The Charging Infrastructure Ecosystem

Oct 12th 10AM to 11AM PST


Charging strategy

The Charging Infrastructure Ecosystem

The availability and accessibility of charging infrastructure is critical to the acceleration of the widespread adoption of clean transportation technologies. Delivery vans, buses, trucks, bikes, and passenger cars all need access to reliable charging for consumers to feel confident in using electric vehicles. 

Our panelists will provide updates on the US EV infrastructure plan and strategies and how we successfully and equitably scale infrastructure by taking a close look at policy development from around the globe. We’ll also hear about the Oregon Department of Transportation’s Transportation Electrification Infrastructure Needs Analysis (TEINA). The TEINA study aims to identify the charging needs and gaps across Oregon. Speakers will analyze the needs in the charging infrastructure ecosystem, explore current strategies and more. 


Rhett Lawrence, Policy Manager, Forth

Rhett joined Forth in January 2020 as Policy Manager and will be coordinating Forth's policy work in the Pacific Northwest. Rhett has 20 years of experience working collaboratively on energy and environmental programs in Oregon. He has a J.D. from the University of Georgia School of Law and a B.A. in English and Philosophy from Emory University.


Mary Brazell, Transportation Electrification Program Manager Climate Office, Oregon Department Of Transportation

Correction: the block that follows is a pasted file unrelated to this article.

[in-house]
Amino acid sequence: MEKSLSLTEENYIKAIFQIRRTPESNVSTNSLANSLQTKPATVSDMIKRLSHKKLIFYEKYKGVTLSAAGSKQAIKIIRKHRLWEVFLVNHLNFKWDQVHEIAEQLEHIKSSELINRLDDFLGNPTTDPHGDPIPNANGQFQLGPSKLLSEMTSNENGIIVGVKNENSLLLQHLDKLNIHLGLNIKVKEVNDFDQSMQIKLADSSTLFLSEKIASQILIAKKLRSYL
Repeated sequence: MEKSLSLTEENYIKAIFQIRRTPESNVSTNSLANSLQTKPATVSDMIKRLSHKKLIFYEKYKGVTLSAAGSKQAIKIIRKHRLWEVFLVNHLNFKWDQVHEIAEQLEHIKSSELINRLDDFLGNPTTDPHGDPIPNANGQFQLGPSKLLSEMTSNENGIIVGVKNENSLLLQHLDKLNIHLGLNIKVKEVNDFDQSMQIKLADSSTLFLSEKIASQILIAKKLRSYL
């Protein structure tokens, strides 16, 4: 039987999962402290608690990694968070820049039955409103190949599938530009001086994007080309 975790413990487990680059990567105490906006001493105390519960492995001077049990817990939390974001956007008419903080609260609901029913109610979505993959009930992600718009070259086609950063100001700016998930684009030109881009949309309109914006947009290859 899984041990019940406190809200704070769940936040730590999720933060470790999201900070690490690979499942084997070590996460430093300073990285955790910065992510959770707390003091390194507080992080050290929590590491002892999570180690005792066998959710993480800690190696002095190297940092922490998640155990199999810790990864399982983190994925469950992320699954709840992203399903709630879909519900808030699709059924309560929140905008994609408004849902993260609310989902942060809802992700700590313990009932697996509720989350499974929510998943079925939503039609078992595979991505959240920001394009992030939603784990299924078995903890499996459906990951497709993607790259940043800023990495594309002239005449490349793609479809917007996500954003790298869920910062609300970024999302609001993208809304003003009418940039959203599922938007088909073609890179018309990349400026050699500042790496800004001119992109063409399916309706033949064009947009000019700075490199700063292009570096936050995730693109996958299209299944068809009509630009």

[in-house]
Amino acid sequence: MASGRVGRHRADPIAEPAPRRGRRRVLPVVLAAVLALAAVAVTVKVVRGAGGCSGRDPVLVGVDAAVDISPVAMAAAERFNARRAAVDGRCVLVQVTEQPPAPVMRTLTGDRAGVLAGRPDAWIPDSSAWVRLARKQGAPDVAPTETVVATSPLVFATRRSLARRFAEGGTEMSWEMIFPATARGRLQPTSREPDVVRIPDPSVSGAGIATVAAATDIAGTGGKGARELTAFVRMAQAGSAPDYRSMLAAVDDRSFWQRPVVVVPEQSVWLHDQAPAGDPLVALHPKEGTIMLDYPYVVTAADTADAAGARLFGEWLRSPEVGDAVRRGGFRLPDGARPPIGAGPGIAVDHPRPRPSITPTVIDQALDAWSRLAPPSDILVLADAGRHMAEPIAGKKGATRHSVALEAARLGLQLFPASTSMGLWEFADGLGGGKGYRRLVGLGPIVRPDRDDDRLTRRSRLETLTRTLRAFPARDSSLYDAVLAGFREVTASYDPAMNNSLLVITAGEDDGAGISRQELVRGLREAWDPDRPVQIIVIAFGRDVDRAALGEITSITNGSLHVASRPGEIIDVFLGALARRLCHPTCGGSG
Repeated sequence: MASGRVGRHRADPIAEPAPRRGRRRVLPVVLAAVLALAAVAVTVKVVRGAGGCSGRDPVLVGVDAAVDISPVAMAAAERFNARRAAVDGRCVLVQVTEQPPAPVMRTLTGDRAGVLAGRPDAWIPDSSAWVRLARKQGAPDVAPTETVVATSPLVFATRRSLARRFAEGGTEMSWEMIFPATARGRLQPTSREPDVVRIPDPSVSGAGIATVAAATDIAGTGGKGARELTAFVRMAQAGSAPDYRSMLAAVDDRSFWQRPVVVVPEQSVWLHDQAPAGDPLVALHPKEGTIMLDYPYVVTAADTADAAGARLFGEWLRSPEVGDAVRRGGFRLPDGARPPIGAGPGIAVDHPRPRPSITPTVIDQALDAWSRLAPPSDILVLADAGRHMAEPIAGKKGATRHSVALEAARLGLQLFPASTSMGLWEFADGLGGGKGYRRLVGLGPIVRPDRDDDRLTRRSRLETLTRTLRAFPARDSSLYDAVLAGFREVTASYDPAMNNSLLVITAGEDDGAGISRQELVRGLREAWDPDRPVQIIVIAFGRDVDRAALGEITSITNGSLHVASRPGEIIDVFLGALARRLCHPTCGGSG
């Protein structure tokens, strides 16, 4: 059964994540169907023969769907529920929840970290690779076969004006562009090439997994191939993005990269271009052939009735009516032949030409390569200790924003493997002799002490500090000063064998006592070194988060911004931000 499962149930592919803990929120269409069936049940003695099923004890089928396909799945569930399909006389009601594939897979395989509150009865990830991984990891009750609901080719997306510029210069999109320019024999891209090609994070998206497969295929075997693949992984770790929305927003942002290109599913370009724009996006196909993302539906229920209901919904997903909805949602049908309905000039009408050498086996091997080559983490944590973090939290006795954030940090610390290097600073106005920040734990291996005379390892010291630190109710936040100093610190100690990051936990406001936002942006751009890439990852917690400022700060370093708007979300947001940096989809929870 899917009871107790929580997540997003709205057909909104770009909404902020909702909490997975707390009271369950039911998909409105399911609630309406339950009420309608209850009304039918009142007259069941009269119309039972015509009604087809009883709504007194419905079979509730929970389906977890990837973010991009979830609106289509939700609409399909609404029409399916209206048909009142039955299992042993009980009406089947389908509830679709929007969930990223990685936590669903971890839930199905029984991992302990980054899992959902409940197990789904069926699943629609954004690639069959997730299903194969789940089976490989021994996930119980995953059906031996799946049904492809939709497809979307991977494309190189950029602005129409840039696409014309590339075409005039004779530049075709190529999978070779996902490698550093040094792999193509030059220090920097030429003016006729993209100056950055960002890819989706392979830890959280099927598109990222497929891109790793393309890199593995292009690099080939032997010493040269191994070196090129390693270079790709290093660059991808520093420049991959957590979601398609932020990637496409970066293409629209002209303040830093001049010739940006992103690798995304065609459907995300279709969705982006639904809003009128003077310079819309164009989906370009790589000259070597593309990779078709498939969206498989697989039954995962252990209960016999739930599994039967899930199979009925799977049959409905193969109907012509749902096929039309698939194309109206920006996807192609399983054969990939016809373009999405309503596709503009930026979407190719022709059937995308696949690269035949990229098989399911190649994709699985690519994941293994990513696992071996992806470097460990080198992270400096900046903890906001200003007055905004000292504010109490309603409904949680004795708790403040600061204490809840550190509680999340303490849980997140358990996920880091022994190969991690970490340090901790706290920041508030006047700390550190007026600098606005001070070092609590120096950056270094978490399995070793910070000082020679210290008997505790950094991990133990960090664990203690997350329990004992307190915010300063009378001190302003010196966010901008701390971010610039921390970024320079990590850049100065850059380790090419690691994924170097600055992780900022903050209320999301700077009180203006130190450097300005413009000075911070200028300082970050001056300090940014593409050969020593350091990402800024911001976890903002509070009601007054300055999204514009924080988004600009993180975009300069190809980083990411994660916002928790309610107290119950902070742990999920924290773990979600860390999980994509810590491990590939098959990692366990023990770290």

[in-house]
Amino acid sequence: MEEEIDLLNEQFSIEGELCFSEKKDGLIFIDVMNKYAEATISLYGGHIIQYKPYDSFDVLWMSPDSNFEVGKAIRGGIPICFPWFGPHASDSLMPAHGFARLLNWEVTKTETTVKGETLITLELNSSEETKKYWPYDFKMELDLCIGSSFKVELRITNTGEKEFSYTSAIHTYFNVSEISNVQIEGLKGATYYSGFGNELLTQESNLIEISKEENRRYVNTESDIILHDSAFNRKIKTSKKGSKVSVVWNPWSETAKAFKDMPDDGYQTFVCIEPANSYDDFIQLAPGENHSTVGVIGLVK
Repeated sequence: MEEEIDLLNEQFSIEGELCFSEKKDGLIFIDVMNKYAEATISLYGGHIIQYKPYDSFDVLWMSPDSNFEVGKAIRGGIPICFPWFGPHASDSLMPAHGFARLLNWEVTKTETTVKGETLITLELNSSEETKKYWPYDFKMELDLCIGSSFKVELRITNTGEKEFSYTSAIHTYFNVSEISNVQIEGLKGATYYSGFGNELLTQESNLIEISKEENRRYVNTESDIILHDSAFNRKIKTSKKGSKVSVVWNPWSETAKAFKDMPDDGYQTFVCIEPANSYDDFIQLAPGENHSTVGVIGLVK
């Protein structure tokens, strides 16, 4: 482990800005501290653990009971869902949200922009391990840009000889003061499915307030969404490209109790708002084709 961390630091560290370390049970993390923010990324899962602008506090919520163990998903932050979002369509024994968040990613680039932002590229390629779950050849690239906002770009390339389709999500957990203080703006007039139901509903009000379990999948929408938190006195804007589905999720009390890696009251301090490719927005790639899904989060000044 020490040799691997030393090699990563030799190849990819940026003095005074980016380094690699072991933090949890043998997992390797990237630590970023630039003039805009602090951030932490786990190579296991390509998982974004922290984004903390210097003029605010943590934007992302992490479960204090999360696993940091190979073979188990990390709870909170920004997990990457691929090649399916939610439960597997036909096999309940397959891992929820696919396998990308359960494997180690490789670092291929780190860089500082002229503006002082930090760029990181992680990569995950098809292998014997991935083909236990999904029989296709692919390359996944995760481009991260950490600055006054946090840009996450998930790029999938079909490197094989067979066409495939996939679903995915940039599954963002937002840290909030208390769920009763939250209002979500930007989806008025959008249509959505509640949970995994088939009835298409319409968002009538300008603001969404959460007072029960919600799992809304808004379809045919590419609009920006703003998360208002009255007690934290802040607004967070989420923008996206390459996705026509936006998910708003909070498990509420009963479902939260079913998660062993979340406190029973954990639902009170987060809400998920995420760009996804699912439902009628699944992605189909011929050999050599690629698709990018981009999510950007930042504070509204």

Mary Brazell is the Transportation Electrification Program Manager for the Oregon Department of Transportation, Climate Office. In this role, Mary guides ODOT’s transportation electrification activities, advancing Oregon’s Zero Emission Vehicle (ZEV) charging infrastructure deployment and ZEV adoption across all transportation modes. Mary led Oregon’s recent statewide Transportation Electrification Infrastructure Needs Analysis (TEINA) study. She is focused on implementing TEINA’s recommended actions, as well as the action plan of the Zero Emission Vehicle Interagency Working Group (ZEVIWG). Mary works collaboratively with state agencies, local jurisdictions, non-profits, the private sector, and national organizations to advance transportation electrification. Previously, Mary worked for ODOT’s Office of Innovation as the Connected, Automated and Electric Vehicle Policy Advisor, spearheading the request for proposals to update Oregon’s West Coast Electric Highway. Before joining ODOT, Mary served as a management consultant on ZEV policies, charging infrastructure, and utility programs. Mary has a bachelor’s degree in economics from Harvard University and an MBA from Stanford University.